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Apple's iTunes rules digital music market with 63% share

post #1 of 24
Thread Starter 
Apple's iTunes Store remains the driving force behind digital music, with 63 percent of digital downloads running through Apple, according to new figures out from the NPD Group.

iTunes 11


NPD's "Annual Music Study 2012" looked at data from more than 12,000 consumer surveys in order to gauge consumer opinions and habits in music buying. The study found that Apple's iTunes held 63 percent of the market for paid music downloads in the fourth quarter of 2012, followed by AmazonMP3 at 22 percent. Eighty percent of digital music buyers downloaded their music through Apple's iTunes last quarter, the study said.

NPD found that 44 million Americans bought at least one song track or album download last year. Per-buyer spending on music downloads was up six percent year-over-year, thanks to teens buying more tracks.

Nearly 40 percent of U.S. consumers still believe it's important to own their music, NPD's report said, with 30 percent believing that listening to whole albums is important. The belief in the importance of owning music is actually somewhat stronger among consumers that listen to Pandora and other free streaming services. Those listeners, NPD found, were more likely to buy downloads of things they'd heard on a radio or on-demand service.

What began as a simple, legal music repository for owners of Apple's iPod 10 years ago has grown into a powerful force in the music industry. In 2012, iTunes and other download providers boosted music industry revenue for the first time since the Napster era. Worldwide, digital music revenues are at $5.6 billion, and Apple's iTunes accounts for a large portion of that. The service recently sold its 25 billionth song, with 15 billion of those sales coming in the last three years.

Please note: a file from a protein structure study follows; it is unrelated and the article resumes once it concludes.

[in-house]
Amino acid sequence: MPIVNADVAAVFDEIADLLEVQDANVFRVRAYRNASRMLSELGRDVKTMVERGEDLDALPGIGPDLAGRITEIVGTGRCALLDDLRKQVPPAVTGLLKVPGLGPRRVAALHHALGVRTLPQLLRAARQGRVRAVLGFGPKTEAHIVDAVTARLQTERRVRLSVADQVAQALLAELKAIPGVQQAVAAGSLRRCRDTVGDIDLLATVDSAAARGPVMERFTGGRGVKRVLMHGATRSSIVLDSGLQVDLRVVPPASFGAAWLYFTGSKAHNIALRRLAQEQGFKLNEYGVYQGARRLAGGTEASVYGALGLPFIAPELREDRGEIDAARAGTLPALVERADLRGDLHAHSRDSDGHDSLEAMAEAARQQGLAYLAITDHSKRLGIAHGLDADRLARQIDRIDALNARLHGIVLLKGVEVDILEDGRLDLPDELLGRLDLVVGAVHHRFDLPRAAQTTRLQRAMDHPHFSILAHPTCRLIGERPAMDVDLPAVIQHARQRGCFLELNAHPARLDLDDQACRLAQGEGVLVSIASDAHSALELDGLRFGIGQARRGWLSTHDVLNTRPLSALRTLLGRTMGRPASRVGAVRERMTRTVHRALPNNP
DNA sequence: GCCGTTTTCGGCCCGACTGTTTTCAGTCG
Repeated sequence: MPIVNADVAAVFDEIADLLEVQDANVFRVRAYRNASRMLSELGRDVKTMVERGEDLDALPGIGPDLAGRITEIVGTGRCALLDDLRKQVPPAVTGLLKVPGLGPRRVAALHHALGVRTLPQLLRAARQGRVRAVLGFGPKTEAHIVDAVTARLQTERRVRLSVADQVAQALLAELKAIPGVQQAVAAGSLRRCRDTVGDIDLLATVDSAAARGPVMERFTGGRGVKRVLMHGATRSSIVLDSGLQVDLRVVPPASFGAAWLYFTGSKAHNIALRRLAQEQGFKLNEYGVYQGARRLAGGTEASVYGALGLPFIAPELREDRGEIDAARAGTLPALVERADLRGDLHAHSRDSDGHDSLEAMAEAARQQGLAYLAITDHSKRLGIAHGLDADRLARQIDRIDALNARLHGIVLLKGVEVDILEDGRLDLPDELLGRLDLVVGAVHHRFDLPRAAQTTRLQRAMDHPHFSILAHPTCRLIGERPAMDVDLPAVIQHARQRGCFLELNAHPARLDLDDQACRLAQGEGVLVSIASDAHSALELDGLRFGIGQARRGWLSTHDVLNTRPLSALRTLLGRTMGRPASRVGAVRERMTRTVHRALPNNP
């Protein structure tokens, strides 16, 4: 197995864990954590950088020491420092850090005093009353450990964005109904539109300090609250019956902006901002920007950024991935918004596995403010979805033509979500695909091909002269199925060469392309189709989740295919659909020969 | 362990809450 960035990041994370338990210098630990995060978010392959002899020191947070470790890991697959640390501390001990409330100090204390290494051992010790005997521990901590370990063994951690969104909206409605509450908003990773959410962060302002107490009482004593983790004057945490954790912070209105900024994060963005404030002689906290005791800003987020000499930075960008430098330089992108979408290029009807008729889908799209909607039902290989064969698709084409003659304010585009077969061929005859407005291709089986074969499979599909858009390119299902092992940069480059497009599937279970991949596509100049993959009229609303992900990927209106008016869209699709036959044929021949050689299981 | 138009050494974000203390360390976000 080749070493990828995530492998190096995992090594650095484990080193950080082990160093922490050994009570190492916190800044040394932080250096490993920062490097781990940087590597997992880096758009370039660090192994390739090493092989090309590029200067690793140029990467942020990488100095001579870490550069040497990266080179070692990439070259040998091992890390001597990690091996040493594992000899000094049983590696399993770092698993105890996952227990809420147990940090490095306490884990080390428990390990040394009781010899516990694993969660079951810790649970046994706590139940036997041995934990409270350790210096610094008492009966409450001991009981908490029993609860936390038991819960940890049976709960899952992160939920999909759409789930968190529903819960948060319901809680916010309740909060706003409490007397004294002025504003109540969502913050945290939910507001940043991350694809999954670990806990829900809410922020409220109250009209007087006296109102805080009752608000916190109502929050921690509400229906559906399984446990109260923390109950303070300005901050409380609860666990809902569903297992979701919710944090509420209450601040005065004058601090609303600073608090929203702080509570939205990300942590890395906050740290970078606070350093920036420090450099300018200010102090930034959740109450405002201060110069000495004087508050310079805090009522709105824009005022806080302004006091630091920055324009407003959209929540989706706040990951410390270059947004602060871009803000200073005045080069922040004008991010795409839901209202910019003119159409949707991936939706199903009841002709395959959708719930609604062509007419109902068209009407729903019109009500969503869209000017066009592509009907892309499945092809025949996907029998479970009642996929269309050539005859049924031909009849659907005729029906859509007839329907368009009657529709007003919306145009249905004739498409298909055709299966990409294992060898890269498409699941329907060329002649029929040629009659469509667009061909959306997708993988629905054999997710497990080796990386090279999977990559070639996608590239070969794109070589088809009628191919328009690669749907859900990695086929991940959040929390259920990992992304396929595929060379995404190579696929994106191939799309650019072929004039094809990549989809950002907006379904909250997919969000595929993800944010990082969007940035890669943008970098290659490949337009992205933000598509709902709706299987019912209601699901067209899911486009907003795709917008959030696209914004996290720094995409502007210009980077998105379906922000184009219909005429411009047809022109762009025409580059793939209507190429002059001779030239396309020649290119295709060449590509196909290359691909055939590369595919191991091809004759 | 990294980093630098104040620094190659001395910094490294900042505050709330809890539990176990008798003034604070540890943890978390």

post #2 of 24
I think, that was my fault.

I've spent a shitload through iTunes recently...
Apple managed the astonishing feat of getting the equivalent of a personal computer into the hands of everybody from eight to eighty year olds, and did so while providing absolutely no instructions...
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Apple managed the astonishing feat of getting the equivalent of a personal computer into the hands of everybody from eight to eighty year olds, and did so while providing absolutely no instructions...
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post #3 of 24
So apple went from 80% to 63%? Did I read that right?
post #4 of 24
Quote:
Originally Posted by Cash907 View Post

So apple went from 80% to 63%? Did I read that right?

No, the 63% is apple's piece of total # of paid song downloads, while 80% is apple's piece of the total downloading userbase. So, 63% is a number-of-songs thing, and 80% is a number-of-people thing.
post #5 of 24
Nice to read, but being an audiophile I really want Apple to start selling/streaming HD 24 bit/192 kHz tracks and albums sooner rather than later. Together with Ultra HD video streaming/downloading they'd have the market for high quality media (to match their quality hardware) covered!
post #6 of 24
Am I the only one who's impressed by Amazons growth?
iPad, Macbook Pro, iPhone, heck I even have iLife! :-)
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iPad, Macbook Pro, iPhone, heck I even have iLife! :-)
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post #7 of 24
Quote:
Originally Posted by jonyo View Post

No, the 63% is apple's piece of total # of paid song downloads, while 80% is apple's piece of the total downloading userbase. So, 63% is a number-of-songs thing, and 80% is a number-of-people thing.
Ah ok thanks.
post #8 of 24
Quote:
Originally Posted by saarek View Post

Am I the only one who's impressed by Amazons growth?

 

Yup!

 

I still wish Apple would give the option to download an MP3 file. Any song I buy gets converted to that anyways so they aren't really forcing their format on me. Sometimes I'd buy from Amazon just so I could get the mp3 format because I'm too lazy to convert it.